I was honoured to recently contribute an essay to this fascinating new book by Margaret Harrell, alongside William McKeen, author of the excellent Thompson biography Outlaw Journalist, and Pulitzer Prize winning journalist David Streitfeld, author of Hunter S. Thompson: The Last Interview. I will be posting more about my experience working with Margaret on this and about the book itself but for now here is a description from the publisher, Norfolk Press, followed by a blurb I contributed to the back cover and most importantly, the link to where you can buy a copy.
Take note, this is a large A4 full colour book and is heavy, hence the price.
From the publisher – “The Hell’s Angels Letters: Hunter S. Thompson, Margaret Harrell and the Making of an American Classic is an important revelation in the legacy of Thompson, with letters that survived precarious shipping and travel over decades, cloaked away from the public. “If Hell’s Angels hadn’t happened I never would have been able to write Fear and Loathing in Las Vegas or anything else . . . I felt like I got through a door just as it was closing,” Hunter told Paris Review. When he secured a hardcover contract with Jim Silberman (Random House), the known part of the story breaks off. To whip up the final edits, Margaret A. Harrell, a young copy editor/assistant editor to Jim, was—in a break from the norm—given full rein to work with him by expensive long-distance phone and letter. This galvanizing action led to a fascinating tale. She uses the letters to resuscitate the cloaked, suspenseful withheld drama. The book peaks in their romantic get-together at his ranch twenty-one years after they last met, a moving tie maintained over the years. What happens, then? Read on and see.”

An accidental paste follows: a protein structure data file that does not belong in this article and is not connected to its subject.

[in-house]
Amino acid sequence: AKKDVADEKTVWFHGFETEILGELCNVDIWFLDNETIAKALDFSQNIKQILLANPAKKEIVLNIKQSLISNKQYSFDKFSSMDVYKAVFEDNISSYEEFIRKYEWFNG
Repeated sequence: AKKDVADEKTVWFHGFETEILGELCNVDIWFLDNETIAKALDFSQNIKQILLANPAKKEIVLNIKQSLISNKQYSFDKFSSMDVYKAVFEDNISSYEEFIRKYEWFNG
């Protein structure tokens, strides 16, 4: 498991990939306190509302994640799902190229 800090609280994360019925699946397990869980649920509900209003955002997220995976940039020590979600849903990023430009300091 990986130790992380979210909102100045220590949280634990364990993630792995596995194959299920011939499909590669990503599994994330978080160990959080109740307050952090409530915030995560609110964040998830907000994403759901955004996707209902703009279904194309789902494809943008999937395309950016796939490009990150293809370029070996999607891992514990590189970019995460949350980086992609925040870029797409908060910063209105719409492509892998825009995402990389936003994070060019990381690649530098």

The Hell’s Angels Letters: Hunter S. Thompson, Margaret Harrell and the Making of an American Classic reveals an oft-overlooked side of Hunter S. Thompson – that of the serious writer and journalist dedicated to his craft and determined to reveal the truth to his audience, no matter the cost. The correspondence covers a pivotal moment in Thompson’s career, on the cusp of making his literary impact as part of the New Journalism movement while simultaneously moving towards realizing his Gonzo persona and style. The letters here reveal the painstaking task of bringing Hunter’s vision to fruition, and Margaret Harrell played an integral role in this journey. – Dr. Rory Patrick Feehan
Buy a copy from the publisher here.